A year ago, I was working on a project where we created a list of features in Excel to help development understand at a high-level what would be in the new system we were building so that they could provide quick and dirty estimates. Out of these estimates, a solution design for the project was chosen and the team headed down the path of a full blown software development lifecycle on these features. Before too long, we recognized the nightmare that Excel was going to cause us, so we uploaded the features from Excel into Borland’s Caliber requirements management tool. The great thing was we could continue to export to Excel pretty quickly for delivery to our customer, since they didn’t have the tool and they were used to that format.
Now also of note, the team decided to use something a bit like SCRUM for this project, so we just treated the features list as a “backlog” of sorts. As sets of features were prioritized for an upcoming sprint, the business analysis team did its elicitation and documented requirements in the form of models from RML™. Throughout this process, we wrote user stories instead of formal use cases, used other visual models as appropriate, and instead of traditional “shall statements”, we wrote “confirmation statements” to describe the functional requirements and business rules. They were used to describe in detail what the system actually needed to do. Oh and by the way, these were all put in Caliber and exported into Word docs as needed for review and development.
Let’s jump ahead 6 months. Our team actually wasn’t on this project for about 3 months, and when we came back to it, we found what I would label “a requirements mess”. I have analyzed this a million times to understand what happened when we transitioned off for that time period that it went so wrong to land the team in this situation. And while I have ideas, the point of this post really is that it just was a mess.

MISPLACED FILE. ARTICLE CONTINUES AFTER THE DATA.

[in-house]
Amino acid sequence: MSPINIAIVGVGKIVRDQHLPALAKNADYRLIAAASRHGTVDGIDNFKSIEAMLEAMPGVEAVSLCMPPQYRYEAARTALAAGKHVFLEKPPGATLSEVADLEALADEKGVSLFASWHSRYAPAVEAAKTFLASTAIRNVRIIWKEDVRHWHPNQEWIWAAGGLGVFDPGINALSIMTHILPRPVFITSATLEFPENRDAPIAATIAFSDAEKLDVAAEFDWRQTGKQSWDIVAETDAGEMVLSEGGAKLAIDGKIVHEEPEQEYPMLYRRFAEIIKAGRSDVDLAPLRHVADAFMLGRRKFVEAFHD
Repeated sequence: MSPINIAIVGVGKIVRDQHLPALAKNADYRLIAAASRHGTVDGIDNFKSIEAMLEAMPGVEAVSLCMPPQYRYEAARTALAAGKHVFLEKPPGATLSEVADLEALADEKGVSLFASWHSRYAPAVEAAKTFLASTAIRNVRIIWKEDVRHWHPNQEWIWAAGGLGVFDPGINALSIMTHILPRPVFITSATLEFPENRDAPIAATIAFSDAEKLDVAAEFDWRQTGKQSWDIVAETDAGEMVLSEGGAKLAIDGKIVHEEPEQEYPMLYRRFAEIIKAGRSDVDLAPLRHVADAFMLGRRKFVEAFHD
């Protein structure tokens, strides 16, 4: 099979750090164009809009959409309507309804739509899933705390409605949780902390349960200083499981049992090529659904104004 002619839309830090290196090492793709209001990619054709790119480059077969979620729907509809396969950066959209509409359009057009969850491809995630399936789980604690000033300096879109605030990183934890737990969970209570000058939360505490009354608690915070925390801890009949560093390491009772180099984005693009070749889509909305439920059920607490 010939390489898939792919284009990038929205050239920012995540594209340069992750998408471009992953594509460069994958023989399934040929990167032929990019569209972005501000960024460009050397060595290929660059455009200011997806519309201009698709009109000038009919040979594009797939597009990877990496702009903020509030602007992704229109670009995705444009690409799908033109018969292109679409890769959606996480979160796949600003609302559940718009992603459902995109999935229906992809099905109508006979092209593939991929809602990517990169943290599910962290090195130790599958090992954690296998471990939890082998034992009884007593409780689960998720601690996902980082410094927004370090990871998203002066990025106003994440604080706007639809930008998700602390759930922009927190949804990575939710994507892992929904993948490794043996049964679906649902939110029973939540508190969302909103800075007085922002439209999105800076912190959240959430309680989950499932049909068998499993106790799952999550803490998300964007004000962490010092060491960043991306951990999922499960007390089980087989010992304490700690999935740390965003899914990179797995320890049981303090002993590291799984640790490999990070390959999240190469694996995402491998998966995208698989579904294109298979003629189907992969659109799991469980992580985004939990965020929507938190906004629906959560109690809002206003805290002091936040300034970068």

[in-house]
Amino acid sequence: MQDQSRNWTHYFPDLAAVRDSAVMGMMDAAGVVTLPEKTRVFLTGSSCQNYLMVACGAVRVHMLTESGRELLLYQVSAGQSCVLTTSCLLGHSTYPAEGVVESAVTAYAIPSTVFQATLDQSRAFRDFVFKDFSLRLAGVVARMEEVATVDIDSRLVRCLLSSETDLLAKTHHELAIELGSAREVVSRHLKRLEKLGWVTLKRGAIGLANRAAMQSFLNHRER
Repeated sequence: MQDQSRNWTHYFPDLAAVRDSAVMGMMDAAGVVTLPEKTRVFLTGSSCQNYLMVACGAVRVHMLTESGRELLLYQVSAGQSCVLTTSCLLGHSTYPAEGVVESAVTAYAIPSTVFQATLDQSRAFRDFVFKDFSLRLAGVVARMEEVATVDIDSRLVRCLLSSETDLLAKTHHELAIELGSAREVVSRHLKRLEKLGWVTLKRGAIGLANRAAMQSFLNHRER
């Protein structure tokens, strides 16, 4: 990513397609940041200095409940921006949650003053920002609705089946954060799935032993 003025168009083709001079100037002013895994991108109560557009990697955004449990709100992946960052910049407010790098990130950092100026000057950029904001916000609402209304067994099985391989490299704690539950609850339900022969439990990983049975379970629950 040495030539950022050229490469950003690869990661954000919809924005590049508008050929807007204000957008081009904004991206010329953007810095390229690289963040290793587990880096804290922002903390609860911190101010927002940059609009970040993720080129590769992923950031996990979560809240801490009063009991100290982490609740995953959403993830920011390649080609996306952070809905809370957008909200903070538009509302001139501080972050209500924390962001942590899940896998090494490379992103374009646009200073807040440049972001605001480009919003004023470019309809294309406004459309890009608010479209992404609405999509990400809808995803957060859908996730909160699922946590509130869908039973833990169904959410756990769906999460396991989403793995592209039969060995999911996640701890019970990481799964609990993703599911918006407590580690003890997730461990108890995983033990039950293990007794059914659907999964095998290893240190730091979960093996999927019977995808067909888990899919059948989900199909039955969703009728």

Unfortunately the team stopped using Caliber completely, so all requirements changes and new additions were done in Excel and Word. As is expected, they had lost chunks of work in overwriting newer versions with older versions by accident. There used to be traceability between features and detailed system requirements, but that was completely lost.
What was most alarming and damaging was that the development team believed that the Excel list (which represents just a list of features with one-line sentence descriptions) was the full set of requirements. They weren’t even looking at the user stories, models, and confirmation statements to develop the system! As one might expect, the system developed didn’t really meet the requirements.
And so we headed down a path of narrowing the gap between what was developed and what was required, as well as completing analysis on areas not yet developed.
Over the next few months it became completely apparent how much people love to use Excel. I mean LOVE. Sure enough, one year later, the Excel file still lives as the source of what the scope is on this project. And while they are now using the detailed requirements documents to develop, the Excel list is still the master of all information. And did I mention, there are now about 60 columns to it? And 3 versions of the document that have different information in different columns? I had the exciting task of trying to merge the 3 back into 1, but while I was doing that, someone was editing one of those versions so now we still have 2 versions. Alas we are trying to get approval to get a few licenses of Caliber in place so we can move this spreadsheet back into a management tool.
But the moral of the story is….well Excel sucks for managing requirements, but if you must absolutely use it:
1. Do more than just use Excel – put your requirements details in other formats as well.
2. Be cautious about what information belongs it and what does not.
3. Be careful what you communicate that it actually represents to the project team.
4. And please use a tool behind that Excel to house your data.